by FIONA JAMES, Convergence Services, Inc.
Rapid progress toward development of the next-generation television broadcast platform, ATSC 3.0, was on full display on May 13th and 14th at the Ronald Reagan Building in Washington D.C. The Advanced Television Systems Committee’s 2015 Broadcast Television Conference was also the place to hear industry experts offer their insights on the future of broadcast TV. It was clear the future is bright indeed!
The Advanced Warning and Response Network (AWARN) was demonstrated during the conference with various ATSC 3.0 related technologies. An LG 4K Ultra HD TV showed glorious views of a Greek costal village as the AWARN banner appeared on-screen. (The stunning images of Greece had me craving grilled octopus and olives!)
The AWARN demo alert consisted of an on-screen banner with the option to access rich media. A single click away were video, radar images and maps from a hurricane emergency scenario created by AWARN pioneer WRAL/Raleigh. It was easy to navigate – very user friendly and almost intuitive.
Invited members from Federal Emergency Management Agency’s IPAWS team viewed the AWARN demonstration a number of times. They expressed considerable interest in what they saw. “Emergency managers could really get a sense of what is possible in next-gen alerting with this demo,” said one member of the IPAWS team.
The AWARN demonstration was the centerpiece of the FUTURECASTTM display by LG Electronics, GatesAir, and LG’s Zenith R&D Lab. FUTURECAST technologies are being considered for the final suite of ATSC 3.0 standards, which are moving toward candidate standard status expected by the end of 2015.
A session on “Business Issues Surrounding the Incentive Auction and the Future of Television” had panelists expressing differing views on the spectrum auction. All agreed that broadcast spectrum is a highly valuable asset. How best to actualize that intrinsic value was the hot topic.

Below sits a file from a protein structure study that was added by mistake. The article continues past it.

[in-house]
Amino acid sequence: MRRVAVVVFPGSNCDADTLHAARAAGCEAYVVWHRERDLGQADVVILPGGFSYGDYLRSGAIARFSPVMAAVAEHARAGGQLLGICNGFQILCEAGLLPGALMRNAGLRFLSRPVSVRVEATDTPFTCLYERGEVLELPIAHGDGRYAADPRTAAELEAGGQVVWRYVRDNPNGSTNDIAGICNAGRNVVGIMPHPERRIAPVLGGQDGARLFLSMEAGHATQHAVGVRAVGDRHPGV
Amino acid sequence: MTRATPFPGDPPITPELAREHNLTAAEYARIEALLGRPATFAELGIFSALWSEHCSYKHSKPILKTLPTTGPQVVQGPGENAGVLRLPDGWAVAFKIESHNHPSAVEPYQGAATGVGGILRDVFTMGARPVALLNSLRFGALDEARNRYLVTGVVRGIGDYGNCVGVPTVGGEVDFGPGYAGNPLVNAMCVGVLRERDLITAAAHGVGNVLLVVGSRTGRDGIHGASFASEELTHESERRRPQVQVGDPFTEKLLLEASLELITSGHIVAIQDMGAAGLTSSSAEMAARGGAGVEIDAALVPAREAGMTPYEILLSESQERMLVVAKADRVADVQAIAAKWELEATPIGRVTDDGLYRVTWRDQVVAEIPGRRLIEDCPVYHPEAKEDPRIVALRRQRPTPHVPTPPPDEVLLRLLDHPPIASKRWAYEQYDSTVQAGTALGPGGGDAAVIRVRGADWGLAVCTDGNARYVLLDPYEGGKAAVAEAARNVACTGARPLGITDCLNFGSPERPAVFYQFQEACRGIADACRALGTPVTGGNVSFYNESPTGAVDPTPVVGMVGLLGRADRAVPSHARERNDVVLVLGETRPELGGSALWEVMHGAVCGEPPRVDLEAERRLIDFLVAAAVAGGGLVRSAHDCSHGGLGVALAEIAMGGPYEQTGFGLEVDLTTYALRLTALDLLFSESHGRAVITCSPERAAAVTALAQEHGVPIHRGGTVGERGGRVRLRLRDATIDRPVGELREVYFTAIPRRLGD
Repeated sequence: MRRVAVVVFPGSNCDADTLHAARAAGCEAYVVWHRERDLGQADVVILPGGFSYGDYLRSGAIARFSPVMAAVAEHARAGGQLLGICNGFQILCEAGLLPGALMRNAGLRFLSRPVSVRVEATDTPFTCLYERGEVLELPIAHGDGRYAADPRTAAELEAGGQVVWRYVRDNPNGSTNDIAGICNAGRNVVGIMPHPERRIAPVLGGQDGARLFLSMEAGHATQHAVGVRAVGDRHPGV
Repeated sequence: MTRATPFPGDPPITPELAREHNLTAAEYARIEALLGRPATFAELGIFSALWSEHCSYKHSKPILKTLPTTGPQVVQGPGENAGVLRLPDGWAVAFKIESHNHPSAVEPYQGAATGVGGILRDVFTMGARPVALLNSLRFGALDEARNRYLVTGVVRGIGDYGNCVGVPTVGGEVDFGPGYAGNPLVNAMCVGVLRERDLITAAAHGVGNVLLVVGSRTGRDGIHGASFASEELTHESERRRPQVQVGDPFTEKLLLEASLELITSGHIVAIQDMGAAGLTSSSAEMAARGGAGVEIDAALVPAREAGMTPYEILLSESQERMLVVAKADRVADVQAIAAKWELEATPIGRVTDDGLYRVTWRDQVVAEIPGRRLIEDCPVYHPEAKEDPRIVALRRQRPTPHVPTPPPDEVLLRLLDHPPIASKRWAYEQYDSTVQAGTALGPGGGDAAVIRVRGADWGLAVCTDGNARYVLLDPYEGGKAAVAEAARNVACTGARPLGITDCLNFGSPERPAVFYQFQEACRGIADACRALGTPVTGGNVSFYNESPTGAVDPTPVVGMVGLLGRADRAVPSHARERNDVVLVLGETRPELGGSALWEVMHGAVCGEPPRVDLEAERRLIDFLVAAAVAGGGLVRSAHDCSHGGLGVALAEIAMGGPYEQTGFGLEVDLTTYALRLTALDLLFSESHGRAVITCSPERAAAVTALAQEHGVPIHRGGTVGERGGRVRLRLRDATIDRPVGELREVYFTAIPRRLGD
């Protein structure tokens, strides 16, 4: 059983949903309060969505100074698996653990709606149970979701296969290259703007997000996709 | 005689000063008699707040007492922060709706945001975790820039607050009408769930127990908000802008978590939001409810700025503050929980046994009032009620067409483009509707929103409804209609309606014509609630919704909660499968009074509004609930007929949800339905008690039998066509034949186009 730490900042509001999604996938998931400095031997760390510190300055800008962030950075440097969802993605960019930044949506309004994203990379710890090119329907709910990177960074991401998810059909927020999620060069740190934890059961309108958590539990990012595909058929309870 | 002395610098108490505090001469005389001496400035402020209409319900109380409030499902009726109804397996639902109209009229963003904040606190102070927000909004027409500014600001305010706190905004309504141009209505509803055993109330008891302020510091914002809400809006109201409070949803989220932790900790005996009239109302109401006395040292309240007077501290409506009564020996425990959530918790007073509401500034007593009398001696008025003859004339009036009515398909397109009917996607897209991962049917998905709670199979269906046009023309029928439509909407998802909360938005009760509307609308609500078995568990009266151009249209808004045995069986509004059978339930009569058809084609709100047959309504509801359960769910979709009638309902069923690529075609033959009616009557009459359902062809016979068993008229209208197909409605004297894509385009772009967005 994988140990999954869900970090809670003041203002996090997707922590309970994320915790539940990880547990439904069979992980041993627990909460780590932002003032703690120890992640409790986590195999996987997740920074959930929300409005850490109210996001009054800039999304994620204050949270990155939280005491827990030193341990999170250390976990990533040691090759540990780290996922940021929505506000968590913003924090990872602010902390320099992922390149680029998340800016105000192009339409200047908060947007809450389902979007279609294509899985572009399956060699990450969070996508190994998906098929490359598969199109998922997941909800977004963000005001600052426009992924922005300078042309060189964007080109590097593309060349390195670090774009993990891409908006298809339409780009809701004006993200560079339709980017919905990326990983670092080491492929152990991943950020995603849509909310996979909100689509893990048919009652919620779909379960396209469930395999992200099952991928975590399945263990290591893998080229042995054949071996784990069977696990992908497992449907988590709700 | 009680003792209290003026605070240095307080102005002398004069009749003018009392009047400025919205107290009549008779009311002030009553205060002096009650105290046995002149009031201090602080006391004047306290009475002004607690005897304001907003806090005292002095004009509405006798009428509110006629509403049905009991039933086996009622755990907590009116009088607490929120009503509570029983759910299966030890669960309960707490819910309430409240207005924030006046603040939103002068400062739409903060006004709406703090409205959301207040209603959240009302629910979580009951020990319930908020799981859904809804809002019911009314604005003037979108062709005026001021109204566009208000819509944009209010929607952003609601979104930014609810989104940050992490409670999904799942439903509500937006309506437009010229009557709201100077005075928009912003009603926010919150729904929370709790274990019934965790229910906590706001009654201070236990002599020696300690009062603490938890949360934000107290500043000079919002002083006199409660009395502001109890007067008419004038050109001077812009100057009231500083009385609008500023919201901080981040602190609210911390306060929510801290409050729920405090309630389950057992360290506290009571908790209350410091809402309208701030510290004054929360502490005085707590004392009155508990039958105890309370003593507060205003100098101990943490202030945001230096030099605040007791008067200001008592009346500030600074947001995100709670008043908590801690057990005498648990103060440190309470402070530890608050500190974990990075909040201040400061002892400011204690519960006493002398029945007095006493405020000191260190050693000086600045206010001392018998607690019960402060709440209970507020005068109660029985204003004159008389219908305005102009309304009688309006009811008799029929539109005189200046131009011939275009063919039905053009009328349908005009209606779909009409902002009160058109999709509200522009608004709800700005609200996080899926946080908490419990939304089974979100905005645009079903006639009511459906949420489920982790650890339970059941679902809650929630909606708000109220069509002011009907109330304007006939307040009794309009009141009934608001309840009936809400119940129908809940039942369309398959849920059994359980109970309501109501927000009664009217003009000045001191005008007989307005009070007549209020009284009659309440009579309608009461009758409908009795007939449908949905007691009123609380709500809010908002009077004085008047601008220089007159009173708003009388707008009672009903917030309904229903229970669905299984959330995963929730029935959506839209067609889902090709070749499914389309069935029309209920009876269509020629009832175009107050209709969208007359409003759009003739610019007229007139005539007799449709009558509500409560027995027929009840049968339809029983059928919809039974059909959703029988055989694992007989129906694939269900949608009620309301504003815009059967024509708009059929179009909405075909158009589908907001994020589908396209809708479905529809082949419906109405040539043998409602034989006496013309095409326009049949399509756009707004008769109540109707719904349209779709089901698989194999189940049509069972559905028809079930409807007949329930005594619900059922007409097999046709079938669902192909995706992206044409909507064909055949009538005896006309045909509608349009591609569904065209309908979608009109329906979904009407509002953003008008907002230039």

Former FCC Chairman Richard Wiley moderated an afternoon panel – “Industry Leadership Roundtable: The Future of Television.” NCTA’s Michael Powel, CEA’s Gary Shapiro and NAB’s Gordon Smith participated in a discussion ranging from retransmission consent to net neutrality and of course ATSC 3.0. Each panelist expressed strong support for ATSC 3.0 and its business potential.
Advanced Emergency Alerts such as AWARN are a core component of ATSC 3.0. This is something that the broadcasters and Capitol Hill can get behind, in part because all emergencies are local in nature. We have already seen strong interest from the FCC, FEMA, and other federal agencies. NAB’s Smith stated, “Localism is the glue that brings communities together. Congress believes in it.” Broadcasters epitomize localism. That’s how they stay relevant, and, as was clear from the conference, ATSC 3.0 is what they must do in order to survive.